Thu Aug 08 2013 20:35:26 GMT+0000 (Coordinated Universal Time)

The “Round Door Rolls-Royce” as it is known, was a very interesting car for its time that carried bold and very imaginative one-off coach work. It is based on a 1925 Phantom I Rolls-Royce chassis which was first introduced in 1925.

t was bought new by Mrs. Hugh Dillman of Detroit, MI., and the chassis was delivered to Hooper & Co., a respected London-based coach builder who constructed a cabriolet body for the chassis. Mrs. Dillman for whatever reason was unhappy with the finished result and never took delivery of the car.

It appears that it was then purchased by the Raja of Napara and passed through several other owners hands until it arrived in Belgium in 1932. Two years later an unknown owner had the Belgium firm of Jonckheere construct its second coach work. It has been reported that in 1936 the creation won a Prix d’Honneur at the August, 1936 Cannes Concours d’Elegance in France.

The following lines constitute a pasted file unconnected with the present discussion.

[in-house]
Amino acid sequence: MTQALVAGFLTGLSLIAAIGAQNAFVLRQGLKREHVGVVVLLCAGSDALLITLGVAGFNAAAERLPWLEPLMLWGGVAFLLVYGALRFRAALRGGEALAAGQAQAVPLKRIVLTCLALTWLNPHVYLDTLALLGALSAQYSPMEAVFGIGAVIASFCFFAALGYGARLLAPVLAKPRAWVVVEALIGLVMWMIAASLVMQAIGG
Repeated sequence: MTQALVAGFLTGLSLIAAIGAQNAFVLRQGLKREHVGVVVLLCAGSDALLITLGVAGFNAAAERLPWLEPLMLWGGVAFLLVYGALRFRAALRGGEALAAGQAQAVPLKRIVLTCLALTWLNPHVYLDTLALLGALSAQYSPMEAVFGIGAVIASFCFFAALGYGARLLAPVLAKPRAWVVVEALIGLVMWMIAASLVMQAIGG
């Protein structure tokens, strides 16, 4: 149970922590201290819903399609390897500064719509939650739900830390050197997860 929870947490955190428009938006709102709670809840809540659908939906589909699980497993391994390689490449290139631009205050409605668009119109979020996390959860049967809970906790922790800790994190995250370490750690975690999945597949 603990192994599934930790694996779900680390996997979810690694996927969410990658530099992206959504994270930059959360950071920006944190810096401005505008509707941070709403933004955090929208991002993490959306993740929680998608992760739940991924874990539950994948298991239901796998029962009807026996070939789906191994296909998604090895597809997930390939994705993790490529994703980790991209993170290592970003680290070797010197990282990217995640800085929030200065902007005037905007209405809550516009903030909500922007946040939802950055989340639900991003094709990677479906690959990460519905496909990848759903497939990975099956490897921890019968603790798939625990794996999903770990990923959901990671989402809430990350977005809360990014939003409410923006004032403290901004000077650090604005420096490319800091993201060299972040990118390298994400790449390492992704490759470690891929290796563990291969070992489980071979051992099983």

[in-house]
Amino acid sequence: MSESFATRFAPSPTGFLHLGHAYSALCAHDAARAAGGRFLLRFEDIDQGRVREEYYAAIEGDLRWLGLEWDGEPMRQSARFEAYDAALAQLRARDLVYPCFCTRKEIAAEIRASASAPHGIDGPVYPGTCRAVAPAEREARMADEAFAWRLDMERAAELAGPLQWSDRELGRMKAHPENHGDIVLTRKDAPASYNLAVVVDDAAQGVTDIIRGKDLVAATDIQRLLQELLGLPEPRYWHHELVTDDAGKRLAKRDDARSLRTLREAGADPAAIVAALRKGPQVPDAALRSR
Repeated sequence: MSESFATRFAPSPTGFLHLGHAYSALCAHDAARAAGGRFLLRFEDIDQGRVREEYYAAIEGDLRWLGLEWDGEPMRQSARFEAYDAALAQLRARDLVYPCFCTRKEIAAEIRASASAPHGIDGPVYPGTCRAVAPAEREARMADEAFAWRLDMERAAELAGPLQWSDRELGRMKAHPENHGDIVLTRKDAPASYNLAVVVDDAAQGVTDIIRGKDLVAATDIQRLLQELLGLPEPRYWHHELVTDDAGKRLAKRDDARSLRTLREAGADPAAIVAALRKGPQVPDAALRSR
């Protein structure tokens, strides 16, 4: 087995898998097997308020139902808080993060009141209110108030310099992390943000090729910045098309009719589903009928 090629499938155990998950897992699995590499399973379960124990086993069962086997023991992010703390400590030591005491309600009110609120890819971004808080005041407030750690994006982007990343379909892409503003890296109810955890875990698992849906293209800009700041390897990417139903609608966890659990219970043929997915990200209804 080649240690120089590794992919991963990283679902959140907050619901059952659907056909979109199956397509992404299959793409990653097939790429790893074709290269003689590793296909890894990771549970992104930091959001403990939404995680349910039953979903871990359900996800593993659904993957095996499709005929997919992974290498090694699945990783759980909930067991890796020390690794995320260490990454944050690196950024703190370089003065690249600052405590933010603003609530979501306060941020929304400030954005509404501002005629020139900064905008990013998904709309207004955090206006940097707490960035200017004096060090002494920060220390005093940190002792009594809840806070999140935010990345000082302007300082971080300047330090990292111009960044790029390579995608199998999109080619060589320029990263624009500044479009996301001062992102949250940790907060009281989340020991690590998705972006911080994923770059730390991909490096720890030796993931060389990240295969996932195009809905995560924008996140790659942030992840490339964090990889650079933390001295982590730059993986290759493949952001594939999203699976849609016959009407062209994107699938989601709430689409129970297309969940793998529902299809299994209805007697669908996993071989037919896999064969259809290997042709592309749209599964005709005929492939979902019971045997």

Recently a press photo surfaced, which is dated July 2, 1938. The caption with it states that it was owned at the time by Maxwell M. Bilofsky and it was one of the first cars to be routed on a New England trip, by the Automobile Club of Boston. Bilofsky is listed as being a electric light bulb magnate at the time.

Apparently the car again passed through several more owners and before World War II it appeared in Bar Harbor, Maine, where it was chauffeur driven for the new owner. It managed to survive WWII, but somehow ended up in a junk yard (above) in New Jersey during the 1950s. It evidently came into collectors hands in the 1950s and was saved and restored. In 2001 it was purchased by the Peterson Museum after which it re-restored and it has remained in the collection since.

Image and text courtesy of The Old Motor

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